I have now been using my menstrual cup for almost a year. Fact: I love it, and it has totally and completely changed my life. I don't spend as much money, I know what's going on with my body in a clearer way, and I haven't ruined a single pair of underwear since I started using it. But I am wary of people who are too excited about products. Are they shills? Are they idiots? So for this piece, I wanted a wide range of opinions and ideas about using cups. What follows is a list of real advice and stories from users of menstrual cups, solicited from my readers and friends. Most of them have chosen to remain anonymous, so Googling them doesn't result in knowing about their menstrual habits. Obviously, I have no issue with that.

1. Do some research. A quick Googling introduced me to what I am calling the Best Teenager on the Internet, Bree Farmer, a British girl who reviews menstrual cups. Just watch:

Sometimes I imagine my mom feels so sad when she thinks about all the things I got to do that she did not, like wear pants to school, play actual sports and be what I wanted to be when I grew up. That's how I felt when I first watched Bree's videos. Like, fuck, I wish this girl was around when I was a kid.

Bree got me psyched to use a cup, helped me believe this might change my life, and let me know it was normal to have trouble getting it in and out the first few times. If you want to know about a specific cup, chances are she's thoroughly reviewed it.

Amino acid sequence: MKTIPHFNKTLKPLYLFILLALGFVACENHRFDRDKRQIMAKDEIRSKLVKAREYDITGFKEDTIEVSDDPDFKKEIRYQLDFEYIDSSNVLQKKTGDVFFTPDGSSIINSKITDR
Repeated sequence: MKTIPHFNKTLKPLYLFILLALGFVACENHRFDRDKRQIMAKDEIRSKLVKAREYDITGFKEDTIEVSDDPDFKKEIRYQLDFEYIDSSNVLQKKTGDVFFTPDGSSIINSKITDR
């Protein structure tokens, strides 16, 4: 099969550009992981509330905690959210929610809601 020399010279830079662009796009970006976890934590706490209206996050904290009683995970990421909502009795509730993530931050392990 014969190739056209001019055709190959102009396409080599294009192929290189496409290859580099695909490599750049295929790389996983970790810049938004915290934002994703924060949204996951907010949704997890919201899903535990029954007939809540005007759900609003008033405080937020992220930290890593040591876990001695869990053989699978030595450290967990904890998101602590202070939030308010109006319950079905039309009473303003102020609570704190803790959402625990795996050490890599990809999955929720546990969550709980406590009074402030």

2. Know where your cervix is. Listen to Bree. Figure out if you have a high cervix, a low cervix or somewhere in-between. Yes, this involves sticking a finger inside of your body, but hey, it's your body! Time to learn about it—it's the only one you've got. Jennifer, a friend of the column, told me:

Andrea says:

Not everyone's cervix is the same, or even in the same neighborhood. Just ask Jessica:

3. They can be very difficult to get in their properly. Pretty much everyone struggles at the beginning. Sometime, the struggle is too much. Laura says:

3. Also, they can be hard to take out. This is a theme. Many of the people who wrote to me with stories of using cups have had trouble removing them. I have too—in fact I ended up having to get a replacement cup when I pulled too hard on the stem of my Lily Cup Compact and RIPPED THE WHOLE THING OFF, leaving a gaping, dripping hole in my now-useless cup. Luckily, they sent me a new one right away, and I've started doing less tugging and more pinching to break the seal.